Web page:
24 of the Most Ridiculous Questions Asked About Disability


People with disabilities or other health conditions are often unfairly subjected to ridiculous questions. Even when loved ones, colleagues or passersby have the best intentions, it wouldn’t hurt to stop and think for a moment before asking a question that may turn out to be embarrassing, uncomfortable or even hurtful.

The Mighty asked our readers for some of the most ridiculous, silly or outrageous questions they or a loved one have been asked.

Here’s what they had to say:

1. “You’re going to get that fixed right?”
Said to my husband while grocery shopping with our baby [who was] born with a cleft lip. They clearly had a guardian angel protecting them that day as I was out of earshot.Lena Kotler-Wallace

"You're going to get that fixed, right?" -- Lena Kotler-Wallace

2. “What’s his genius?”
Asked (in a gushing voice) about my ASD son — Carole Anne Trisler

3. “Why do you bother doing stuff if you’re in pain?”
This one ticks me off because what is the alternative? Would you like me to do nothing for the rest of my life? — Alana Schuurs

4. “Your son doesn’t look autistic. Are you sure? He seems smart!”
Oh, how I want to vomit when I hear this… — Amanda Lillian Wolfe

"Your son doesn't look autistic. Are you sure? He seems smart!"

5. “Why is your daughter on a leash? Does she bite?”
Would you like to find out for yourself?’ — Kathleen Mireles

6. “How can you walk if you have spina bifida?”
Spina bifida can be surgically fixed and every case is different. — Fawn LeMay

7. “So you chose to have her?”
Asked about my daughter with Down syndrome. I’d explained we had a prenatal diagnosis and she seemed horrified. — Candice Waite

"So you chose to have her?" -- Candice Waite

8. “Oh my God, are you related to this other person in town/oh, I also know a person, friend of mine, etc., who also has XYZ condition/disability/difference.”
— Chris Amor

9. “Well what’s their (referring to individuals with Down syndrome) life expectancy?”
When I was talking about how I worried my child without a disability might some day feel responsible for my child who has Down syndrome because my husband and I will be gone, the person asked [this question.] It actually caught me off guard and I started to cry, but I did respond that his life expectancy is 60 or greater. The life expectancy of individuals with Down syndrome has greatly improved more recently and I hope it continues to keep increasing, as I want him to live a long healthy and happy life! — Lilly Capecci

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10. “What are you going to do about her?”
Well I thought I’d just ask the nearest dog shelter to pick her up…  — Nikki Charleston

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11. “Why can’t you just pick the piece off that chromosome?”
My son has 11q trisomy, which is an addition on the long arm of his 11th chromosome. –– Paula Lathrop Kockler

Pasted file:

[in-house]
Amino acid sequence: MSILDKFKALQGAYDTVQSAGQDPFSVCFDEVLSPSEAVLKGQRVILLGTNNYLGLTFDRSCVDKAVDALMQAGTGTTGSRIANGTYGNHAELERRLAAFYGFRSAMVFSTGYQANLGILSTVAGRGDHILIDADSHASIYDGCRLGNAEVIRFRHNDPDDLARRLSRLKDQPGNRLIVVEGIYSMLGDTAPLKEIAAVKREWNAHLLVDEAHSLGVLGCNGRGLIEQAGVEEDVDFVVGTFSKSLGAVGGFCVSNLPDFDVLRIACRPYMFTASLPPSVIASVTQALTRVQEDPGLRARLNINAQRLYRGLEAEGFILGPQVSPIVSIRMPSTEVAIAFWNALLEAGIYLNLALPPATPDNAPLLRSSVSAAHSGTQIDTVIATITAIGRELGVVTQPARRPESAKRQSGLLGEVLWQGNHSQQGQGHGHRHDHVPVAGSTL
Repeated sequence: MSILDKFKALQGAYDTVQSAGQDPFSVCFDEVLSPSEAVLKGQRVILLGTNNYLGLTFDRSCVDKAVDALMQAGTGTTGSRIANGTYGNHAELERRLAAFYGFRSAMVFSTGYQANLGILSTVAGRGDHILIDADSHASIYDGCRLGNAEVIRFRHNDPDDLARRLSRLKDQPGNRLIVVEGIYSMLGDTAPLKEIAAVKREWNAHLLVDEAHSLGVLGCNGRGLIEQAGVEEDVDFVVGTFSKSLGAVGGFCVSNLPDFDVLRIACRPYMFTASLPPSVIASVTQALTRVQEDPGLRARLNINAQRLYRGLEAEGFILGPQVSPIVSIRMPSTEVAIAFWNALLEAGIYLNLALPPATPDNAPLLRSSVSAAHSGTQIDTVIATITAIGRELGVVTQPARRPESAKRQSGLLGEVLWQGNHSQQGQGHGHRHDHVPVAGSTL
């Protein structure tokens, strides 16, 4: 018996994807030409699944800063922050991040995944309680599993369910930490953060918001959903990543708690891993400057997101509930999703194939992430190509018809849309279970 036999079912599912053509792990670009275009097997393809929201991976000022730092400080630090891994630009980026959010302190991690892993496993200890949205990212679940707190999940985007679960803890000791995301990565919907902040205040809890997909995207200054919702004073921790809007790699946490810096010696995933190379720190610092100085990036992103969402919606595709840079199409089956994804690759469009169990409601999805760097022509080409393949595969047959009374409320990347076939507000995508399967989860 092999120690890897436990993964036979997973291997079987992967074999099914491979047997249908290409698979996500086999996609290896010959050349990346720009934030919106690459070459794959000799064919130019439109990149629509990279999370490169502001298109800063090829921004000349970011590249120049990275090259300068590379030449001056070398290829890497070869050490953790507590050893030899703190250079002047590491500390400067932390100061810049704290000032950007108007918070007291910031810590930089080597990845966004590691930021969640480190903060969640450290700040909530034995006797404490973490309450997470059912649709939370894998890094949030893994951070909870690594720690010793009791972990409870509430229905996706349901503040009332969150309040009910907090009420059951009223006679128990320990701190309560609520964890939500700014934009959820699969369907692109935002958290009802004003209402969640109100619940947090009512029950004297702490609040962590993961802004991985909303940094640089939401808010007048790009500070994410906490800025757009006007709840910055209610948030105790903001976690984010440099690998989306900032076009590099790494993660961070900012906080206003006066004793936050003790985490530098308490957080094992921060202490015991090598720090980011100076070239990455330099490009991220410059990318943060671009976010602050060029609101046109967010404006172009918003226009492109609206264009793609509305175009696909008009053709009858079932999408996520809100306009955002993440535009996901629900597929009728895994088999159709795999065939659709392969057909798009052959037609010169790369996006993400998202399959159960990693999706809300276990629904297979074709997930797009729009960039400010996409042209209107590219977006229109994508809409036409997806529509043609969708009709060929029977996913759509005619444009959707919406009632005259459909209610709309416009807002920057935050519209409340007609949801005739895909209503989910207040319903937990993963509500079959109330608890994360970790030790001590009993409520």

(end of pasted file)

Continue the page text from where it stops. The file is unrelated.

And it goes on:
12. “Will he grow out of it?”
My son has Down syndrome and autism. I don’t think that’s going to ever happen. — Jennifer Roldan Delligatti

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13. “He’s OK now right?”
Um…. he’s alive and here. He’s more than OK. But yes, he has cerebral palsy and it’s not a tragedy. —  Betsy Pilon

14 & 15. “Is someone here with you?” and “Are you really their father?”
To my wheelchair-bound husband when he was at the mall with the kids. — Amy Namola 
Juarez

16. “What kinds of foods did you eat when you were pregnant? I’ve read a lot about diseases you can get from food.”
From a stranger at a park while our kids were playing (mine has muscular dystrophy).  — Betsy Ford

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17. “Will he learn sign language?”
Um, no? My son is blind. — Jessica Caromile

18. “Is she only ‘half Down syndrome”?
— Lee Corpus Ulinskas

19. “What’s wrong with her?”
Tell me all that’s right with my kid. Ask me about her health. You can even ask why she wears leg orthotics. But don’t ask me to tell you my child is wrong.
— Kimberly Davis-Morgan

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20. “Why do you have arthritis if you are young? Only old people get that.”
Yeah, would be nice if that were true… — Alana Schuurs

21. “Aren’t you afraid that your doctor will think you are faking it?”
Said to me by a nun who asked if I want holy communion. I was in the hospital, one of many times, to help treat daily migraines. I was able to take a shower that day, fix my hair and put on a little makeup. Apparently, having a chronic condition means you are supposed to look like crap all the time. — Elizabeth Buege-kuehnle

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22. “Down syndrome? How long has she had that?”
Umm… since conception. — Johanna Hirons Radziwon

23. “Is she slow?”
No, actually she is probably smarter than you. Her brain just works differently. — Kerri Lewis Brock

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24. “Can I have a photo with you?”
— Chris Amor

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